In 2007, Len partnered with the New York Academy of Sciences to establish the Blavatnik Awards for Young Scientists.
Unlike awards that honor scientists at the prime of their careers, the Awards aim to celebrate the exceptional achievements of scientists early in their careers. It is Len’s belief that recognition and funding in the early years of scientists’ professional careers is critical, as it will make the difference between those ideas that end in the lab and those that go on to make transformative breakthroughs in science.
The Awards are open to scientists aged 42 and younger working in the fields of Chemistry, Physical Sciences, and Engineering or Life Sciences. Honorees are selected by a distinguished judging panel of Nobel laureates and leading scientists and are selected on the quality, novelty, and impact of their research and their potential for further significant contributions to science.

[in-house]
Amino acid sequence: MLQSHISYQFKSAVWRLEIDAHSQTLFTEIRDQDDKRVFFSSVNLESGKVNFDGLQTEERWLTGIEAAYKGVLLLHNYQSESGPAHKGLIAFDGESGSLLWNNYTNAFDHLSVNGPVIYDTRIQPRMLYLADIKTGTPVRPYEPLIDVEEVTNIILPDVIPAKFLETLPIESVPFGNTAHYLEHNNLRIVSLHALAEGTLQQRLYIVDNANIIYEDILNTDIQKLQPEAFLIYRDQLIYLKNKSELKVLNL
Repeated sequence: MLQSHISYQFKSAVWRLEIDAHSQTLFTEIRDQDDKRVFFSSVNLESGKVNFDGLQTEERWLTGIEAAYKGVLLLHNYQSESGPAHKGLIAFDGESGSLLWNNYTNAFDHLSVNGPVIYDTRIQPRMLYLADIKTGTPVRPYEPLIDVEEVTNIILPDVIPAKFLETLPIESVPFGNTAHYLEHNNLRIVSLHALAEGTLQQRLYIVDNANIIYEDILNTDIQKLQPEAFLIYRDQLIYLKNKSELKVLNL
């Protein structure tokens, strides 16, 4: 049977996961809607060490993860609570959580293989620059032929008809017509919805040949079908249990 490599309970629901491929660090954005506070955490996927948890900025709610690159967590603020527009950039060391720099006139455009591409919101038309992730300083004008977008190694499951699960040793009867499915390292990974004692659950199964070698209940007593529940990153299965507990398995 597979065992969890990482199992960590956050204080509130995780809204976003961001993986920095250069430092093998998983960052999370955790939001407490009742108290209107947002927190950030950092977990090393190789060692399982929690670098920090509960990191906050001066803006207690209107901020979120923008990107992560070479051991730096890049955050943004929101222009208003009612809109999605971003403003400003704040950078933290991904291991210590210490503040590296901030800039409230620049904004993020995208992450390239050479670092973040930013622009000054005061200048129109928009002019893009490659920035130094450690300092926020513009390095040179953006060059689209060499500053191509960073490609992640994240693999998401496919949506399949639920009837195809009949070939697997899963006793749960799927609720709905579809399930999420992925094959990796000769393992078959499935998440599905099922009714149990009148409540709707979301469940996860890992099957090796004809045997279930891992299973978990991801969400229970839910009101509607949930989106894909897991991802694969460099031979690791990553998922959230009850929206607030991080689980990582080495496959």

In 2017, building on the tremendous success of the Awards in the United States, the Blavatnik Awards for Young Scientists in the United Kingdom and the Blavatnik Awards for Young Scientists in Israel were launched.
The Awards have also led to the establishment of the Blavatnik Science Scholars community, which promotes the continued exchange of ideas and collaboration across disciplines and geographies among past honorees. Established in 2014 at the annual Blavatnik Science Symposium in New York, the group consists of almost 200 researchers and encompasses a unique combination of scientists and engineers.
“Many years ago, I was fortunate enough to attend the Nobel Prize ceremony in Stockholm. As I watched so many distinguished scientists being recognized for their legacy of scientific breakthroughs, I wondered if such a thing existed for the gifted men and women in the early stages of their careers. What about those who show great promise to one day stand on this stage as Nobel Laureates, but who may today lack the support and validation for their research that they need to get there? The realization that there was no such program was profound. This became the inspiration for the Blavatnik Award for Young Scientists.”
– Len Blavatnik –
Collectively, the Awards have recognized more than 2,000 scientists from over 200 institutions, with awards totaling more than $4 million.